Wildlife Research Wildlife Research Society
Ecology, management and conservation in natural and modified habitats
RESEARCH ARTICLE

Long-term effects of immunocontraception on wild boar fertility, physiology and behaviour

Giovanna Massei A D , Dave P. Cowan A , Julia Coats A , Fiona Bellamy A , Roger Quy A , Stéphane Pietravalle A , Matthew Brash B and Lowell A. Miller C

A Food and Environment Research Agency, Sand Hutton, York, YO26 5 LE, UK.

B ARKVETS, Givendale House, Givendale, Pocklington, YO42 ITT, UK.

C USDA APHIS National Wildlife Research Center, 4101 Laporte Avenue, Fort Collins, CO 80521, USA.

D Corresponding author. Email: giovanna.massei@fera.gsi.gov.uk

Wildlife Research 39(5) 378-385 http://dx.doi.org/10.1071/WR11196
Submitted: 29 November 2011  Accepted: 13 April 2012   Published: 28 May 2012

Abstract

Context: Fertility control appears as a publicly acceptable alternative to lethal methods for limiting population growth in wildlife. Recently developed single-dose immunocontraceptive vaccines have induced infertility in several mammals. However, the potential side-effects and the long-term effectiveness of these contraceptives have been poorly investigated.

Aims: We tested the long-term effectiveness and potential side-effects of the single-dose gonadotrophin-releasing hormone (GnRH) vaccine GonaCon™ on captive female wild boar.

Methods: We carried out two sequential trials: Trial 1 (n = 6 GonaCon™-treated and 6 control wild boar) and Trial 2 which started two years later and replicated Trial 1. We assessed the effectiveness of GonaCon™ to cause infertility by measuring GnRH antibody titres, by monitoring the oestrous cycle through the concentration of faecal progesterone and by recording the sows’ reproductive output in the 4–6 years following treatment. We evaluated the potential side-effects by monitoring behaviour, bodyweight and haematological and biochemical variables.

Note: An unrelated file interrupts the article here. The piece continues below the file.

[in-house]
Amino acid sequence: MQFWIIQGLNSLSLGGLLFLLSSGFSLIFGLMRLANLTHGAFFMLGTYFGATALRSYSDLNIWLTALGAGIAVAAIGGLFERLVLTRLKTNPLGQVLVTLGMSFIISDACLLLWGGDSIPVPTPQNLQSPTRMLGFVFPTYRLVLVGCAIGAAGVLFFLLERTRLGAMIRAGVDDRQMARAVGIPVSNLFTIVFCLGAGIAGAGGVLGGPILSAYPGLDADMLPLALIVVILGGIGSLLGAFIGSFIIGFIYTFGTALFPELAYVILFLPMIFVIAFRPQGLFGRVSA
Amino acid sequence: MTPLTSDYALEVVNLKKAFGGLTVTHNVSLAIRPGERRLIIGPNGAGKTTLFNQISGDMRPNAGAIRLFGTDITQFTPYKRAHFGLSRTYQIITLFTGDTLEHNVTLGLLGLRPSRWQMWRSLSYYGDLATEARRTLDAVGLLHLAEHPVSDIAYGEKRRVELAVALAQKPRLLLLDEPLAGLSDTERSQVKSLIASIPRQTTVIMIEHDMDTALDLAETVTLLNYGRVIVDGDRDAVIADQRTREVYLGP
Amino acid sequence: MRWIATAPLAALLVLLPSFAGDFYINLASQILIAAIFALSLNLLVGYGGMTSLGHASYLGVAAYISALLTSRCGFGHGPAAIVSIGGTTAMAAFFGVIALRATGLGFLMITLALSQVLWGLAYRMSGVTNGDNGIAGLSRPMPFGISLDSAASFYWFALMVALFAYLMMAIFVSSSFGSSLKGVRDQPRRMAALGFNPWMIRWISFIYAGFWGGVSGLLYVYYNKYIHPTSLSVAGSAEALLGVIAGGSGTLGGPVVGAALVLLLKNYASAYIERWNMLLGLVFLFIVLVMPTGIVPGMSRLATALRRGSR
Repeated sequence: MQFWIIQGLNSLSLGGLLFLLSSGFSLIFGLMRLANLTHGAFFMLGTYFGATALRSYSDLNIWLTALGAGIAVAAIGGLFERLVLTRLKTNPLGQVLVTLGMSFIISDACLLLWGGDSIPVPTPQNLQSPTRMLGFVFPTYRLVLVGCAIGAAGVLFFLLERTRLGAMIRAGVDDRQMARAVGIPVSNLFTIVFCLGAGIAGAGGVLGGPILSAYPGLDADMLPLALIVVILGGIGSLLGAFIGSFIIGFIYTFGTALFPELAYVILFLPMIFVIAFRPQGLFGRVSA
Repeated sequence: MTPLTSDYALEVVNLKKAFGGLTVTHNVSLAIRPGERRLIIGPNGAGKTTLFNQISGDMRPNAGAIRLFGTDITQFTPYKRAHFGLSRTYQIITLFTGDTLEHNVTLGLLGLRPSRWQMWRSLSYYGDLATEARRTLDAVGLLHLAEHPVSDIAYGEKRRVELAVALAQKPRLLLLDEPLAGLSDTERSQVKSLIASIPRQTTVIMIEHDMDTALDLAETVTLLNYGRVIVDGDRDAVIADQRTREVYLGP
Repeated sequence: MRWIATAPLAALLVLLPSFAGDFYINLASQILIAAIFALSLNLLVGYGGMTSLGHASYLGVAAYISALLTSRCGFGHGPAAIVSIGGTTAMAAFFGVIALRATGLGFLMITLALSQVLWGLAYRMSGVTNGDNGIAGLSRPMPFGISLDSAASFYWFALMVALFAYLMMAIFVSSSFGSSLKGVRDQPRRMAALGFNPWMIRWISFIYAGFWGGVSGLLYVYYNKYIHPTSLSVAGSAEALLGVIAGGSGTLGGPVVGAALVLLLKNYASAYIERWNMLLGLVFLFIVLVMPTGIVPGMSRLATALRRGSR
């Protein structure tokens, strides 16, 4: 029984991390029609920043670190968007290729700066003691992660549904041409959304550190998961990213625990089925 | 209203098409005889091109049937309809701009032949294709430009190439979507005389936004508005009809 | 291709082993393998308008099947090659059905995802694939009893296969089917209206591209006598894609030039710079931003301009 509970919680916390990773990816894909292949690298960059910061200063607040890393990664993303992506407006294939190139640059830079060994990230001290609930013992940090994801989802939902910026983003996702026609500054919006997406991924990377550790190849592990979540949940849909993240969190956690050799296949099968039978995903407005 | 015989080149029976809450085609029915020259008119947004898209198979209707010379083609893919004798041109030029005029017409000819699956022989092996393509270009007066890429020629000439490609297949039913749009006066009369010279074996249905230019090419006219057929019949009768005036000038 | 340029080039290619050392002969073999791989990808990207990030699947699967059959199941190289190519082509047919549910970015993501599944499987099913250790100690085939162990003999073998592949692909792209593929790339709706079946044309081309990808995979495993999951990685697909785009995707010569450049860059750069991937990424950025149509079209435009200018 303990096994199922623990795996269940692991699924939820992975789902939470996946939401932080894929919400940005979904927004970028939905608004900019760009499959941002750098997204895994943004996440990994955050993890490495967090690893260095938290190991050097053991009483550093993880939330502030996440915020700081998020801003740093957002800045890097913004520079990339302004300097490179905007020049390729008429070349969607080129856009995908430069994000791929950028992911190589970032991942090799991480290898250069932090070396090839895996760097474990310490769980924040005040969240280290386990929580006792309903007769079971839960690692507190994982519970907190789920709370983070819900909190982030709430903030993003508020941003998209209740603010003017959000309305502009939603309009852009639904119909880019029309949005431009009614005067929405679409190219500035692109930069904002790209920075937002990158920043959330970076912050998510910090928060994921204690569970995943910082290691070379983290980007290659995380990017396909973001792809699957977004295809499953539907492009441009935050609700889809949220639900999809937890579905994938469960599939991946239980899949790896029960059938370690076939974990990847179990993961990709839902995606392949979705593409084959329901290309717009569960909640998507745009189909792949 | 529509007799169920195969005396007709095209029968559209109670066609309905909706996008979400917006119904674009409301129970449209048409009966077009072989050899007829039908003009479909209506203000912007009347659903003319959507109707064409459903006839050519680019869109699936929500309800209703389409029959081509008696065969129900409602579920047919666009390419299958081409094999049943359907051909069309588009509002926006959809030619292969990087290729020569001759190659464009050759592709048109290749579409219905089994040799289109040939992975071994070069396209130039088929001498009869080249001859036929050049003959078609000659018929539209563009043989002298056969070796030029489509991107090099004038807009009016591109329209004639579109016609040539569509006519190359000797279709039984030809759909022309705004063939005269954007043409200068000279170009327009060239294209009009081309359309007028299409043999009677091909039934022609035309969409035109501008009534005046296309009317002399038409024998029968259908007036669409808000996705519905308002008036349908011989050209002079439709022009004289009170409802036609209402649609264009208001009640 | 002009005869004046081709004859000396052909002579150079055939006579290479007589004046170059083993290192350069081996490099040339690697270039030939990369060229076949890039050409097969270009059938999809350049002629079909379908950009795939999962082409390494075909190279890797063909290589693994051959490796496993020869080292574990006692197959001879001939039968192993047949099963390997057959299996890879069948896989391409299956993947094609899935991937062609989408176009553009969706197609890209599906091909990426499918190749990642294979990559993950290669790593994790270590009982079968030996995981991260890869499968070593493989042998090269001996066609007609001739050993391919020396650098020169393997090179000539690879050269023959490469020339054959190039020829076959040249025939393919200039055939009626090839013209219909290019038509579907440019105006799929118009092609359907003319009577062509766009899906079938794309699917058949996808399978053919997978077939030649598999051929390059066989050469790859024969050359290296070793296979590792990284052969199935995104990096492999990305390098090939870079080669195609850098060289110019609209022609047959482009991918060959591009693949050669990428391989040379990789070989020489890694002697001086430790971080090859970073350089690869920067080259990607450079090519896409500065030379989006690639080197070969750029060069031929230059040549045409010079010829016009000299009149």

Key results: GnRH-antibody titres decreased with time but were still detectable in all females six years after vaccination with a single dose of GonaCon™. In Trial 1 none of the treated females gave birth in the six years after vaccination. In Trial 2, progesterone indicated that two of the six treated females were cycling. One of the cycling treated females gave birth one year after vaccination; the other five, including the second cycling sow, did not reproduce in the four years following vaccination. We found no differences in bodyweight, haematology, biochemistry and behaviour and no obvious sign of injection site reaction.

Conclusions: GonaCon™ can suppress reproduction in wild boar with no long-term effects on behaviour and physiology. Therefore, GonaCon™ can be regarded as an effective and safe contraceptive for this species.

Implications: The lack of evidence of adverse effects and the longevity of effect of GonaCon™ suggest that this contraceptive could be now tested in field trials and in contexts where culling of overabundant populations of wild boar is unfeasible, illegal or unacceptable. These instances include urban areas, parks, and management of diseases where culling might cause social perturbation and result in increased disease transmission rates.


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